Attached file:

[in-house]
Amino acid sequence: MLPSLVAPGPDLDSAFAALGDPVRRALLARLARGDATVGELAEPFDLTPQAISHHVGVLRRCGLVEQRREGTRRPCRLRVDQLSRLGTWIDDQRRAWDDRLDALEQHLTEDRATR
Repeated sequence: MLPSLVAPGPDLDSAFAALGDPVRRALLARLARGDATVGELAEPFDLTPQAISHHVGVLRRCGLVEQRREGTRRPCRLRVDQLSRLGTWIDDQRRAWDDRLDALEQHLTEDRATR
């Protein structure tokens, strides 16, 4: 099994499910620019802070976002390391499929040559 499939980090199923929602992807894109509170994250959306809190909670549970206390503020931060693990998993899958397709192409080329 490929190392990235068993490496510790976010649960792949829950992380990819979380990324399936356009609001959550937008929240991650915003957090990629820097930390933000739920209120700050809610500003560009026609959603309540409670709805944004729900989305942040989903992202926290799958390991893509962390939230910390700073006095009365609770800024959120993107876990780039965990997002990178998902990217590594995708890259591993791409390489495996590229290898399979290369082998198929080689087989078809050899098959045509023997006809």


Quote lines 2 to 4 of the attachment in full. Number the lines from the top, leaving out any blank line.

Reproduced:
Amino acid sequence: MLPSLVAPGPDLDSAFAALGDPVRRALLARLARGDATVGELAEPFDLTPQAISHHVGVLRRCGLVEQRREGTRRPCRLRVDQLSRLGTWIDDQRRAWDDRLDALEQHLTEDRATR
Repeated sequence: MLPSLVAPGPDLDSAFAALGDPVRRALLARLARGDATVGELAEPFDLTPQAISHHVGVLRRCGLVEQRREGTRRPCRLRVDQLSRLGTWIDDQRRAWDDRLDALEQHLTEDRATR
């Protein structure tokens, strides 16, 4: 099994499910620019802070976002390391499929040559 499939980090199923929602992807894109509170994250959306809190909670549970206390503020931060693990998993899958397709192409080329 490929190392990235068993490496510790976010649960792949829950992380990819979380990324399936356009609001959550937008929240991650915003957090990629820097930390933000739920209120700050809610500003560009026609959603309540409670709805944004729900989305942040989903992202926290799958390991893509962390939230910390700073006095009365609770800024959120993107876990780039965990997002990178998902990217590594995708890259591993791409390489495996590229290898399979290369082998198929080689087989078809050899098959045509023997006809």